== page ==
9 Oct 2020
World Mental Health Day and why support for Samaritans has never been so vital
This October 10 is World Mental Health Day. It’s a date that always resonates strongly with me, and this year I’ve thought a lot about those whose lives have been impacted so greatly by the events of 2020.
By Chris Knight, CEO of Legal & General Retail Retirement
In Legal & General Retail Retirement we often talk about the importance of connection, and we put this into action. I am proud of the initiatives we run to help our older customers who are feeling lonely or vulnerable, such as our partnerships with Royal Voluntary Service, Alzheimer’s Society and Samaritans. Events this year have further proved how vital a connected society is for people’s mental health.
I’ve considered what we’ve learned this year and how, together, we can work to make our world a safe and supportive place. I hope that sharing my experience as a CEO and former Samaritans volunteer can bring people together and raise awareness of mental health issues. Perhaps I could even inspire you to become part of Samaritans’ movement.
Demand for Samaritans’ services was high long before the outbreak of coronavirus and people continue to need the support of the charity’s trained volunteers. Today that need is even greater: Covid-19’s impact on callers’ lives is mentioned in almost every contact and a quarter of calls for help are about coronavirus.
It was the death of a family friend that triggered my decision to become a Samaritan. Outwardly, he was a city professional – a happy, content family man. But he began to think his family’s lives would be better without him. Soon afterwards I decided to sign up with my local Samaritans branch.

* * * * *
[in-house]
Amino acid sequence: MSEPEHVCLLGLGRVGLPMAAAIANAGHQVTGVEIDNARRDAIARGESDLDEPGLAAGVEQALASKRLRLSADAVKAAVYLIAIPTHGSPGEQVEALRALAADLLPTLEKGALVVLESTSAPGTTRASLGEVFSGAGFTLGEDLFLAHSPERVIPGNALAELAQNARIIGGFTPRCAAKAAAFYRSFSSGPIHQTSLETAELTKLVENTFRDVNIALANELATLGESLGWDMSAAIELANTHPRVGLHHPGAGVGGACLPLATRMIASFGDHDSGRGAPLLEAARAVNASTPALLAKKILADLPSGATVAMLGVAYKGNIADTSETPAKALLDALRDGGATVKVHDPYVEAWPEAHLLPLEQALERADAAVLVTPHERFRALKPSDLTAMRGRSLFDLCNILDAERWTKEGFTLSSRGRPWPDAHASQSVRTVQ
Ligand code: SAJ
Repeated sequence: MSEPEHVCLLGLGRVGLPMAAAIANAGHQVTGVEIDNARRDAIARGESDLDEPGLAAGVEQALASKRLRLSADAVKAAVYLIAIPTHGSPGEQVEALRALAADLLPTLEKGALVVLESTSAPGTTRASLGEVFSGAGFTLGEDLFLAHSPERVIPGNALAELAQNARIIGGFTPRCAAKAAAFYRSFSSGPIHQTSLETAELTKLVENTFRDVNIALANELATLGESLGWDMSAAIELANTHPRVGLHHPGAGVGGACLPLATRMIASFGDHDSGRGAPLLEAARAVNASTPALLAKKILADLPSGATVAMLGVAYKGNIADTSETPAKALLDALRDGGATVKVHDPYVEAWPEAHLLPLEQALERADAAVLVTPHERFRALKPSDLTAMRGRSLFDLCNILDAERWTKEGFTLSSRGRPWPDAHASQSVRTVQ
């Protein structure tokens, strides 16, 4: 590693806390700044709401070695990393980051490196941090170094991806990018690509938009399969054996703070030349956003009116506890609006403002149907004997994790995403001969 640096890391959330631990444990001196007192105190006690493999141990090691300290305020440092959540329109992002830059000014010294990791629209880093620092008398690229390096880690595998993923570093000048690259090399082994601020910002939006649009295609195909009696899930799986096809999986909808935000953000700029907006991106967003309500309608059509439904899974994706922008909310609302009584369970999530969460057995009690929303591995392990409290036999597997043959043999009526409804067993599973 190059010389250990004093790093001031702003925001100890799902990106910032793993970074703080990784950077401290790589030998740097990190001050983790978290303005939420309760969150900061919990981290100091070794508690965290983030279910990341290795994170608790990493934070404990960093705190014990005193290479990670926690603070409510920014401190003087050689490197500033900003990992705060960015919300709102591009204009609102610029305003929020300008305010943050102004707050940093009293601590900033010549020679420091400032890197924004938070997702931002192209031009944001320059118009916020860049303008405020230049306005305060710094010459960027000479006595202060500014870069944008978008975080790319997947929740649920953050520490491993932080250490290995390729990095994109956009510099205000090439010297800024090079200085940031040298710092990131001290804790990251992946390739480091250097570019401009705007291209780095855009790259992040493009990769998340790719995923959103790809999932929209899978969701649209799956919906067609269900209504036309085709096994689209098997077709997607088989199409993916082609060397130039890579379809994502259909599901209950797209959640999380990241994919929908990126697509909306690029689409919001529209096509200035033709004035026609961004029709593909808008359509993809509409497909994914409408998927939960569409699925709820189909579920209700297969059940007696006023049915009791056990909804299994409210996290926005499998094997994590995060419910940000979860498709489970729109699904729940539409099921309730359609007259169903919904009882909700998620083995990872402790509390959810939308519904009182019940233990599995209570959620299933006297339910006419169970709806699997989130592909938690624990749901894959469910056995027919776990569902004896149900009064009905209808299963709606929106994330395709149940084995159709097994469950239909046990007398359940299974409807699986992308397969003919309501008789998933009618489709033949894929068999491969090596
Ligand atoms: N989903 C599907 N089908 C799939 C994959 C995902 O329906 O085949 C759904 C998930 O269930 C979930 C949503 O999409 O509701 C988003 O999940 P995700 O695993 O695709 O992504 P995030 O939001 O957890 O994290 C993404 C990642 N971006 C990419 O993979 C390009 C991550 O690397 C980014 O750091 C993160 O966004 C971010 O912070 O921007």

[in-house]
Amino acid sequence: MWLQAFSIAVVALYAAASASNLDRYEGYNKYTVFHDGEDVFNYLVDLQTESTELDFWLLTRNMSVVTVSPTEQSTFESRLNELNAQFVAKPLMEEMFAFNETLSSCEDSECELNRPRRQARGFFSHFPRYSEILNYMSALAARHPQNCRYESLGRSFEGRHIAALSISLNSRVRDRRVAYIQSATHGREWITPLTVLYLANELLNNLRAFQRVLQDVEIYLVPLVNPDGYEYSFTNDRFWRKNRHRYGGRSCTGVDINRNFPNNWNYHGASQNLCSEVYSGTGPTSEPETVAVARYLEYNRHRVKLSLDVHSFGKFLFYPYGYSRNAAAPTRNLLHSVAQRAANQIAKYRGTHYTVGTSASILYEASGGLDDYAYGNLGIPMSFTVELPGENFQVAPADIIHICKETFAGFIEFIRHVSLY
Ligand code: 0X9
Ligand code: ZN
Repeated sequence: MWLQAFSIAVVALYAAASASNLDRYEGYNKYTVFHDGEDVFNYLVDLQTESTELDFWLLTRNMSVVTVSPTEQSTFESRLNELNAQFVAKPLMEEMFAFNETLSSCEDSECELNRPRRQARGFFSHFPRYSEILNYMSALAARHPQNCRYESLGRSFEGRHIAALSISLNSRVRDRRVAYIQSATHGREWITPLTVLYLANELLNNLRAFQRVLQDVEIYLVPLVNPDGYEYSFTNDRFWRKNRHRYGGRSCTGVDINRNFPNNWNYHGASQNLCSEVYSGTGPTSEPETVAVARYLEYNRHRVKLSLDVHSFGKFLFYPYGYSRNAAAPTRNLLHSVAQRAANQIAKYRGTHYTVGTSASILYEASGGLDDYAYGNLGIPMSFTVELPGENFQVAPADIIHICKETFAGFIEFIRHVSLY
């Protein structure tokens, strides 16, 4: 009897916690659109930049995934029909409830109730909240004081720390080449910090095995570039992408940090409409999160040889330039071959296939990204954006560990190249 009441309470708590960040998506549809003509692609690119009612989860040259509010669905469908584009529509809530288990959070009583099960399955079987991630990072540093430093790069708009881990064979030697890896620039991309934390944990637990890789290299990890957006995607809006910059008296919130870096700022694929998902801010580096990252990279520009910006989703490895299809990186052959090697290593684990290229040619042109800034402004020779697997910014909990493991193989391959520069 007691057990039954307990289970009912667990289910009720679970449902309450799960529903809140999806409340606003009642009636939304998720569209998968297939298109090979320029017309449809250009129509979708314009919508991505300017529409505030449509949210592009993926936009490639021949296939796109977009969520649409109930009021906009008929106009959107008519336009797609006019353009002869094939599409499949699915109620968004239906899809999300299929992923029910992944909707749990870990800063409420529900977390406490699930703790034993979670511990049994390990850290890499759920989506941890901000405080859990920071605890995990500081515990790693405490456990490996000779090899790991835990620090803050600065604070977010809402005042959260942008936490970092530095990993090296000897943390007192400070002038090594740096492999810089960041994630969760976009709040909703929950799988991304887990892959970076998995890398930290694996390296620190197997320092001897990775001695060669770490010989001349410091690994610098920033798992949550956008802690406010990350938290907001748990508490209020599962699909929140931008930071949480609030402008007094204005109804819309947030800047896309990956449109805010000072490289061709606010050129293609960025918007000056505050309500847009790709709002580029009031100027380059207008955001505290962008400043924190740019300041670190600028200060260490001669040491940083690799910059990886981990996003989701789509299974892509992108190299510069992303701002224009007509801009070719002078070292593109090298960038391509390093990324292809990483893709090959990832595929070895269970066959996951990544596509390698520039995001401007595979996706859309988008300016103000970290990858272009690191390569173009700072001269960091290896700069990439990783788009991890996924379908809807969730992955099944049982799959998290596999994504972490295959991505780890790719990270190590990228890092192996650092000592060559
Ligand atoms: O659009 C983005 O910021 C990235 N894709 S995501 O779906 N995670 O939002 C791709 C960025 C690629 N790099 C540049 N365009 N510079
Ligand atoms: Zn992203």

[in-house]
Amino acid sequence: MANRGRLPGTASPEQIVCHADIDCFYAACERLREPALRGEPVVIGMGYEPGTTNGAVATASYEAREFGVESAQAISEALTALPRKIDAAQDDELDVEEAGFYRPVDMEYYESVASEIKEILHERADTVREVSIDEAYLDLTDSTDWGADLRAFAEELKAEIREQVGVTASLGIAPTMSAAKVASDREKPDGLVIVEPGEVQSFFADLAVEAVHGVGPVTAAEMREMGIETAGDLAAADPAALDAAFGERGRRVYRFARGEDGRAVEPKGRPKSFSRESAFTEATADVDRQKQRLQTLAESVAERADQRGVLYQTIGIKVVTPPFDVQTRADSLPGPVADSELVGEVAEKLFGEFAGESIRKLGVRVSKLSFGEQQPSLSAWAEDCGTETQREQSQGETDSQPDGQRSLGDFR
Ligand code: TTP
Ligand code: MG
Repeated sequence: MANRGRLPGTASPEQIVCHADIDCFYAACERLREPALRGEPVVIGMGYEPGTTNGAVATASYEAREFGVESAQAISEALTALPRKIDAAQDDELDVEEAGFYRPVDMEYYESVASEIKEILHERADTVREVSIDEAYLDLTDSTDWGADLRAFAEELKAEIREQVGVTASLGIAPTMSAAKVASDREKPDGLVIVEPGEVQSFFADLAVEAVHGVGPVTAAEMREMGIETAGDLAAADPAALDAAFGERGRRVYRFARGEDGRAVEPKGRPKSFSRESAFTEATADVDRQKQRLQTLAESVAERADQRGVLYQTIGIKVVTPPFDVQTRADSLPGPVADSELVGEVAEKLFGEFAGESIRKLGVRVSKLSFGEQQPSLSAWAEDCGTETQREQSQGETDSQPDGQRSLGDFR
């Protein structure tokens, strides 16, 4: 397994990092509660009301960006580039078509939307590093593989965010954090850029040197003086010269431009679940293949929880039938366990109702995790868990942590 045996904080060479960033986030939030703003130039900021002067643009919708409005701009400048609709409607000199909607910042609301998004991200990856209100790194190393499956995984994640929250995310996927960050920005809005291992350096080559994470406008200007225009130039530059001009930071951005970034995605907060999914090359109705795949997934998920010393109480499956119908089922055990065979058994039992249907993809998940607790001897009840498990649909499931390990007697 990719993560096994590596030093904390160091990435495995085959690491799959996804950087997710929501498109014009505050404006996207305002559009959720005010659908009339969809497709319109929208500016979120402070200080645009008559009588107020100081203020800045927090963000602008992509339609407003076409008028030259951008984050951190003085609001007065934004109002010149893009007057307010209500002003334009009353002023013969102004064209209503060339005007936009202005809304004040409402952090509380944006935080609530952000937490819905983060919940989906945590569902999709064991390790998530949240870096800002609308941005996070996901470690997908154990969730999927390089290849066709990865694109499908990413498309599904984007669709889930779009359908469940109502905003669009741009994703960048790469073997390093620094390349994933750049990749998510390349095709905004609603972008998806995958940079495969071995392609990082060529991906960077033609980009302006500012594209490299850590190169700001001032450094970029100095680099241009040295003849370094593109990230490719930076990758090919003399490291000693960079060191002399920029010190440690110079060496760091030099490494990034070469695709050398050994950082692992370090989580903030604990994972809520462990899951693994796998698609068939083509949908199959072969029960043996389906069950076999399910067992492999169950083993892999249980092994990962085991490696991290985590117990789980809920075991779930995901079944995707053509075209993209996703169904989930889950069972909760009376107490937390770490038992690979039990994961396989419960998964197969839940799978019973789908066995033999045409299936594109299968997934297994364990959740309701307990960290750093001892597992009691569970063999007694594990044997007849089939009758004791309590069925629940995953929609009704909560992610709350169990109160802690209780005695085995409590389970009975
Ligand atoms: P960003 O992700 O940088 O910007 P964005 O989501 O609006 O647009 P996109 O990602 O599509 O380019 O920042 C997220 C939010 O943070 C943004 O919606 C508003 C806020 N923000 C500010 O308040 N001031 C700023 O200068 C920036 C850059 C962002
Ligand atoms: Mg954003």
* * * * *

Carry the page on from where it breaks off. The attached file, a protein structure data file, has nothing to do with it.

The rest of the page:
The induction itself was an incredible experience, the most intensive training I’ve had since leaving university. I learned to listen objectively, to allow people to open up about the issues in their lives, and this had a profound effect on me.
Samaritans are extremely supportive to volunteers and taking your first call is daunting. But although you’re essentially 1-1 with a caller who could come from any walk of life, from anywhere in the country, you never face it alone. I learned about how tough life is for the unemployed and those on low incomes, as well as challenges in the NHS. I heard first-hand about the effects that poor housing and crime could have on people. As I listened to people’s stories it wasn’t the vulnerability of callers that struck me, but their resilience.
We don’t yet know the effect of coronavirus on suicide rates. But the pandemic has hit some people extremely hard financially, and we do know that unemployed people are two to three times more likely to die by suicide than those in employment. Suicide rates increase with higher levels of economic deprivation.
But suicide isn’t inevitable – and we have a chance to stop it.
Samaritans is working hard to ensure they can still be there, around the clock, for anyone struggling to cope – and has ambitious plans such as a new online chat service and remote volunteering models. They also work with big companies. I’m proud that, at Legal & General, Samaritans provide a valuable service, giving bereavement training to our customer teams.
Today, more than ever, it is vital we all support Samaritans and help them continue to be there for the millions of people who need them. Find out how you can help: https://www.samaritans.org/support-us/